In Hamtramck, the Labor Day Festival is a labor of love

The Hamtramck Labor Day Festival will celebrate its 43rd year this weekend. The festival, which is free to attend, runs Sept. 2-4 on Jos. Campau between Caniff and Carpenter.


By Charles Sercombe
It’s hard to believe, but summer’s end is coming up this weekend.
And you know what that means: It’s time to throw a celebration.
This weekend is once again – for the 43rd year – time for the annual Hamtramck Labor Day Festival.
While Labor Day is not officially the end of summer, it does signal the near-end of this season, and the beginning of school. We’ve already gotten a hint of fall with the recent cooler days and nights.
Hamtramck (no, not you Detroit, nor that certain city to the north of Hamtramck) knows how to throw a party.
By the looks of it, this year’s festival (Sept. 2-4) is shaping up to be one of the THE best. We don’t know why, but there is just a general buzz in the air about it.
Festival organizers say they have more of everything this year – including vintage clothing and goods vendors, and even more food selections.
And the foods so far include tastes of India, Africa, Mexico, the Middle-East, Bosnia, Poland, and, maybe, more. Such as, of course, the traditional barbecue offerings.
You like ice cream? The festival will be serving up nothing but the best from Michigan’s very own Ray’s Ice Cream.
Of course, there will be plenty of cold beer and drinks for those who imbibe. Once again, there will be a midway, with both rides and games of “skill.”
Special features include the return of International Big Time Wrestling on both Sunday and Monday (at 3 p.m.), and the ever-popular Canoe Race on Monday, at high noon.
For those who are unfamiliar, this canoe race is not exactly in the water – although water plays a huge part. Instead, the “canoes” are homemade contraptions, usually in a wedge-shape, that are on wheels and pushed by most-likely-drunken maniacs, or maybe just plain-old sober maniacs.
As for the water part, that’s where spectators (and even the participants themselves) come into play. Have you been itchin’ to throw a water balloon at someone without getting handcuffs slapped on you by a cop? Well, here’s your chance to take aim and make a splash.
We promise, it’s all legal.
If you come, be prepared to get a soaking because this is an anything goes kind of a day.
Confused? Just show up, and take it all in.
The weekend is also all about music — on all three days of the fest. Live performances start around noon-ish on some days, and about 1 p.m. on others, and go on all through the day and evening.
See below for more details about the music line-up.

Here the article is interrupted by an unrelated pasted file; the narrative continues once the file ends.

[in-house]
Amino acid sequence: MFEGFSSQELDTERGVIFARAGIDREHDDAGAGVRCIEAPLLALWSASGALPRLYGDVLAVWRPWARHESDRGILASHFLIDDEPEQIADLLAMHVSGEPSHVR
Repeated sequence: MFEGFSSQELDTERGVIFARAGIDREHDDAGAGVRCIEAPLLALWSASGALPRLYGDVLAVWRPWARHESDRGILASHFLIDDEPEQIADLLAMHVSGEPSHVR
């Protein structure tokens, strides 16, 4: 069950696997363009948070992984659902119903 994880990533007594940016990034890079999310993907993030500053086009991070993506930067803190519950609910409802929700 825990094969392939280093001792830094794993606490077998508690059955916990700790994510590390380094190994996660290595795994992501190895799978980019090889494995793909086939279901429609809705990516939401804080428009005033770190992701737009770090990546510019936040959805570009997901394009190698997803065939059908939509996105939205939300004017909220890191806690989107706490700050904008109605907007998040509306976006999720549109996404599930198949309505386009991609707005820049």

The highlight for the weekend is the Hamtramck Labor Day Parade on Monday, starting at 1:30 p.m.
Last year was the first year without the Polish Day Parade, so it was up to the locals to pull something together. And boy, did they ever.
It was the very best parade the city experienced in quite a few years, and this year, we hear, organizers ratcheted it up several notches.
Mickey Lyons said it best, on a recent Hamtramck Facebook posting:
“Our parade includes vintage cars, Hussars on horses, dancers of just about every nation here in Hamtramck, bands, and general Hamtramck weirdos, just as it should. …”
The parade’s grand marshal this year is “Friendly the Bear” (who is also known as “Friendly the Dumpster Bear”), who is the team mascot for the Detroit City Football Club. If you hang around after the parade, you’ll be able to pose for a picture with Friendly.
You should know, this is an all-volunteer event where none of the organizers get paid.
The two fellas who helm this are Konrad Maziarz (otherwise known as the city’s mild-mannered city assessor) and impresario by day (and night), Shannon Lowell.
They’ve been shouldering this thing for too many years to count, and are the ones who have to take on the grief and frustration of dealing with everything.
In a press release issued by the festival folks, Maziarz had this to say about the weekend:
“The bands, the vendors, the music, the parade…we’ve put a lot of time and effort into making this year’s festival one of our best yet.
“We really want to show off what a welcoming place our festival is, to so many different people. It’s going to be a busy weekend, and we know it’ll be a great one for everyone, and, as always, free to attend.
“We’re grateful to our dedicated sponsors, the Hamtramck DDA, Weiss Distilling, and everyone else who’s stuck with us and helped us make this great weekend happen.”
Posted Sept. 1, 2023

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